An estimated 10 million people worldwide are currently living with Parkinson’s disease. Parkinson’s is characterized by a loss of cells in the part of the brain that controls movement, and it is known to be both chronic and progressive. Those diagnosed with Parkinson’s may exhibit a range of symptoms including shaking, slowness of movement, poor balance and coordination, depression, and difficulty sleeping. Parkinson’s may develop for a number of reasons, including inheritance, drug use, head trauma, and age. However, more frequently, Parkinson’s has been found to occur as a result of the interaction between a person’s genes and their environment or due to another disease.
Several studies have been underway to determine which other diseases could be a trigger for the onset of Parkinson’s. In particular, a significant amount of Parkinson’s research has focused on its relationship with both the timing and duration of sleep. In a research project conducted at the University of Minnesota in Minneapolis, a team led by Dr. Michael Howell made the connection between rapid eye movement (REM) sleep behavior disorder and Parkinson’s. REM sleep behavior disorder occurs when there is a malfunction in the brain stem, which is responsible for paralyzing muscles during sleep. The malfunction of the brain stem causes people to move during REM sleep and often act out their dreams.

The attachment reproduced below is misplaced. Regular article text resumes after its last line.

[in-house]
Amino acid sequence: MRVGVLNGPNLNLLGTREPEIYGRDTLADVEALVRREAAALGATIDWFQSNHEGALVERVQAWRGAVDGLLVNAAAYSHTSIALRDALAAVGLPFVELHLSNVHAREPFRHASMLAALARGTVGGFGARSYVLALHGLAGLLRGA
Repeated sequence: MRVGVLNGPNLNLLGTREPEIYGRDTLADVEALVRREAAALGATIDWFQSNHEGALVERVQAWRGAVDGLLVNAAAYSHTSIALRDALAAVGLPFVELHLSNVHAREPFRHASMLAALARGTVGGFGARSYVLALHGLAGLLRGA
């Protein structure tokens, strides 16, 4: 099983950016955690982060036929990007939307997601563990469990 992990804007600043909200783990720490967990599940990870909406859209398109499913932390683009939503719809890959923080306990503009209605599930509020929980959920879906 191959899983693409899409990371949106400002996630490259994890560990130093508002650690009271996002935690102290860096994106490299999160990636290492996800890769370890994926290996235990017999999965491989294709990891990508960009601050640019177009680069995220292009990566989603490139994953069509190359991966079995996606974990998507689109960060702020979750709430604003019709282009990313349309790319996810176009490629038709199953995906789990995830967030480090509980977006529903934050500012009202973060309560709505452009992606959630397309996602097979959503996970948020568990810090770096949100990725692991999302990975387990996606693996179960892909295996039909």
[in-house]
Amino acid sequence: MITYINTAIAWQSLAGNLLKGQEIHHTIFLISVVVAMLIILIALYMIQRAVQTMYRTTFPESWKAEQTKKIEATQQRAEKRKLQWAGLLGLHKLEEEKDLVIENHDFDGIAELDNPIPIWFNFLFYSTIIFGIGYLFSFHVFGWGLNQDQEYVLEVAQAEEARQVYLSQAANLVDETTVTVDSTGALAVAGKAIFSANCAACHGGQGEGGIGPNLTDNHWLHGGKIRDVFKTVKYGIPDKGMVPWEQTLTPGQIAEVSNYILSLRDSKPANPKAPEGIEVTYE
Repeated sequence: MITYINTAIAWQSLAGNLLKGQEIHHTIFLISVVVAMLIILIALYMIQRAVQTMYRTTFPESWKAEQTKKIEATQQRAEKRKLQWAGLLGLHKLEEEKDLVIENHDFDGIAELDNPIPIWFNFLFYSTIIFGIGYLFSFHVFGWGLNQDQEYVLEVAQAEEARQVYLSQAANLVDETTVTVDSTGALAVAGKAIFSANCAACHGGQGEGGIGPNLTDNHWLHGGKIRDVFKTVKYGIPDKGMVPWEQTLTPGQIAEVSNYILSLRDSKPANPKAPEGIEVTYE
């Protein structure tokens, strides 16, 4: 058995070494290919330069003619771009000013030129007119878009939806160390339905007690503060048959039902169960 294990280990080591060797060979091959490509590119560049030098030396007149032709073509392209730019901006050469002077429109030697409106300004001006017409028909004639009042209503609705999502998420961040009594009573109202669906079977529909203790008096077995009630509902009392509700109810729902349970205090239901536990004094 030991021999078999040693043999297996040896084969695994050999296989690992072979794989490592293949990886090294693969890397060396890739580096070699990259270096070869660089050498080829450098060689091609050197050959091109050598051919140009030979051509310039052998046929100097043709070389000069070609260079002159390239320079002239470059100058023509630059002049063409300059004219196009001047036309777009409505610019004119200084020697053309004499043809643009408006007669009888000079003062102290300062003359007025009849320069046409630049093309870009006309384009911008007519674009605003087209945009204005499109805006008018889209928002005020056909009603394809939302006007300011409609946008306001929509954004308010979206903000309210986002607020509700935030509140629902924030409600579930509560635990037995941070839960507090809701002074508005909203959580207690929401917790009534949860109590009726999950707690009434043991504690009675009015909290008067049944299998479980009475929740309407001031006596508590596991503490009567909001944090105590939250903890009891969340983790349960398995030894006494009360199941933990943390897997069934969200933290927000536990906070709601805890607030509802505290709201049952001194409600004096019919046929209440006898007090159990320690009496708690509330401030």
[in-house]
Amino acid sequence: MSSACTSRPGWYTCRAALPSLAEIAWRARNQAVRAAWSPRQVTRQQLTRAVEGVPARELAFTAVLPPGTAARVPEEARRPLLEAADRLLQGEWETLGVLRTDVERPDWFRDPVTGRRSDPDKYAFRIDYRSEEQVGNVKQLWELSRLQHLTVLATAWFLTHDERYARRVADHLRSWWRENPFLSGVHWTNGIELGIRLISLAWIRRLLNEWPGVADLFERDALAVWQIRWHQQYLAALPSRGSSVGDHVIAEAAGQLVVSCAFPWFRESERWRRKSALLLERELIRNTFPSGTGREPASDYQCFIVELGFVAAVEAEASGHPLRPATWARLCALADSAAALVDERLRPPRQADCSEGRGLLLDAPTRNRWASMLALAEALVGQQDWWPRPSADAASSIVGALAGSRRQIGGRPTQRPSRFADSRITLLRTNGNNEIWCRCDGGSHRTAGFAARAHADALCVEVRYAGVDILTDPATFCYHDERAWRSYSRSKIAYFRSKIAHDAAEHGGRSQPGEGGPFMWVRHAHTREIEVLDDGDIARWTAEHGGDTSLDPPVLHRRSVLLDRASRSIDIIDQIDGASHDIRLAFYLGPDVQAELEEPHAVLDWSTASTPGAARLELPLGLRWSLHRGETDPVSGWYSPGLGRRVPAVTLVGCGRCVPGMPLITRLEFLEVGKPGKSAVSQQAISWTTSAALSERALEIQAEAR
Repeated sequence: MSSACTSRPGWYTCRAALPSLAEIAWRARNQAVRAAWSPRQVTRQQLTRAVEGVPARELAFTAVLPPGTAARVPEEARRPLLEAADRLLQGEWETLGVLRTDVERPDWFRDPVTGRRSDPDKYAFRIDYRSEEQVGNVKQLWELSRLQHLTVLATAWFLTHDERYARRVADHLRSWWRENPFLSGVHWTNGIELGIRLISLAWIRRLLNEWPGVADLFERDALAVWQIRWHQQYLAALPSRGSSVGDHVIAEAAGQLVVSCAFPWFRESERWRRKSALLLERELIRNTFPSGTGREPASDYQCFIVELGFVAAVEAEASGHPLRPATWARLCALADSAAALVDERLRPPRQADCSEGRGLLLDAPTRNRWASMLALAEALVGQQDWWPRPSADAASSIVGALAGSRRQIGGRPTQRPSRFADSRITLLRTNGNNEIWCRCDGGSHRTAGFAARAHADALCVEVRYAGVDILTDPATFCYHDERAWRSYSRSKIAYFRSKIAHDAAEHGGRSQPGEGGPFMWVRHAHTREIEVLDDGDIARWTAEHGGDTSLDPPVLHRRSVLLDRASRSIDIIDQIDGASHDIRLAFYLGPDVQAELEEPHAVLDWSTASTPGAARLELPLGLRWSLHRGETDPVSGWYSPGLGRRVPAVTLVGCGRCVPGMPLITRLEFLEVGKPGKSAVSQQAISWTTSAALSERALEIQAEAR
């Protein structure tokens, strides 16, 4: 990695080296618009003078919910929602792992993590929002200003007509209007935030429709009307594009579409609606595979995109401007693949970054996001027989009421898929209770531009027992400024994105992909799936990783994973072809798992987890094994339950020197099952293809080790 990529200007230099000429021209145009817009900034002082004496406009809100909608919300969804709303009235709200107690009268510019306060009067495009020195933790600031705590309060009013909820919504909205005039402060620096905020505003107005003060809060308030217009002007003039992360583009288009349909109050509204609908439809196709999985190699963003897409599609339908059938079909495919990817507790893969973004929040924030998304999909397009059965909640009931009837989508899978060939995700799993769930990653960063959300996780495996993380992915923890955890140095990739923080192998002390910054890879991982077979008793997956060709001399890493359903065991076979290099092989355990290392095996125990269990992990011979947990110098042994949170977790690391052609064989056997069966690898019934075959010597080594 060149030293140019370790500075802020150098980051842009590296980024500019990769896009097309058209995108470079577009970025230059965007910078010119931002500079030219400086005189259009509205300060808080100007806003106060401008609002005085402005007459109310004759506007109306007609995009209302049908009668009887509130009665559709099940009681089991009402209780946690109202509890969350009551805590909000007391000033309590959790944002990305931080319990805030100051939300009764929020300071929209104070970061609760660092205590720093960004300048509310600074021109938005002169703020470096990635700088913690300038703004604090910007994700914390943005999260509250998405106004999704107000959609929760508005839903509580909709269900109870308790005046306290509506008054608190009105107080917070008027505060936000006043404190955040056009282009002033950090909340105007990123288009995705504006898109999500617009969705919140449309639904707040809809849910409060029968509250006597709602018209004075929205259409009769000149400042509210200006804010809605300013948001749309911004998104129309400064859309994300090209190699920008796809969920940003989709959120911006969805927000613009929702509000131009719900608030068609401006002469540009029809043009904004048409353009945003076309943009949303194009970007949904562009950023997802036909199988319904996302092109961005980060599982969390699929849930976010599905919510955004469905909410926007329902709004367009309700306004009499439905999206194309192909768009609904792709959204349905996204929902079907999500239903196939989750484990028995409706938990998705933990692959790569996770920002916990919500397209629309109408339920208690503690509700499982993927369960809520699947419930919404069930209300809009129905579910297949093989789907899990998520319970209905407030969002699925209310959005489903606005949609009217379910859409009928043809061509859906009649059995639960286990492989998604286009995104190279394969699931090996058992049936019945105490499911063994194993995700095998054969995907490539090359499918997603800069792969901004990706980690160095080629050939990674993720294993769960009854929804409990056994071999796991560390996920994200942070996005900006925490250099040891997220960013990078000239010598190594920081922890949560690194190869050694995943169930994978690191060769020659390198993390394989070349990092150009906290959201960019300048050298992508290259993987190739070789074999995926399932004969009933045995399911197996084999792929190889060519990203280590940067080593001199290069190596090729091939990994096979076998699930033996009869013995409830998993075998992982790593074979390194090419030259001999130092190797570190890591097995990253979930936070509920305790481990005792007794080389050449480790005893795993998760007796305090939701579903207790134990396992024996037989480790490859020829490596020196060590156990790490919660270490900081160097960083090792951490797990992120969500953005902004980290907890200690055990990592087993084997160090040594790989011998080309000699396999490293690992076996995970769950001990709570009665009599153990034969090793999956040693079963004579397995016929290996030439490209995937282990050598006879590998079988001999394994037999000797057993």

Image Source: Colin Anderson
Howell and his colleagues went through over 500 studies regarding REM sleep behavior disorder and Parkinson’s. The team showed that Parkinson’s is associated with the breakdown of alpha-synuclein proteins in neurons that produce dopamine. Similarly, they concluded that REM sleep behavior disorder results from the early stages of this alpha-synuclein breakdown, thus serving as an indication of the onset of Parkinson’s. Howell’s team concluded from the studies that 50% of people diagnosed with REM sleep behavior disorder developed Parkinson’s or a related disorder within a decade of their sleep disorder diagnosis.
The research conducted by Howell’s team predicts that between 81-90% of patients with REM sleep behavior disorder will eventually develop a degenerative brain disorder during their lifetime. Although neither REM sleep behavior disorder nor Parkinson’s disease currently have cures, drug treatments can be used to manage them. While research continues in the realm of developing a cure for Parkinson’s, the link between the two disorders may allow doctors to find a way to detect and treat it in its early stages.
Feature Image Source: Nap by Judit Klein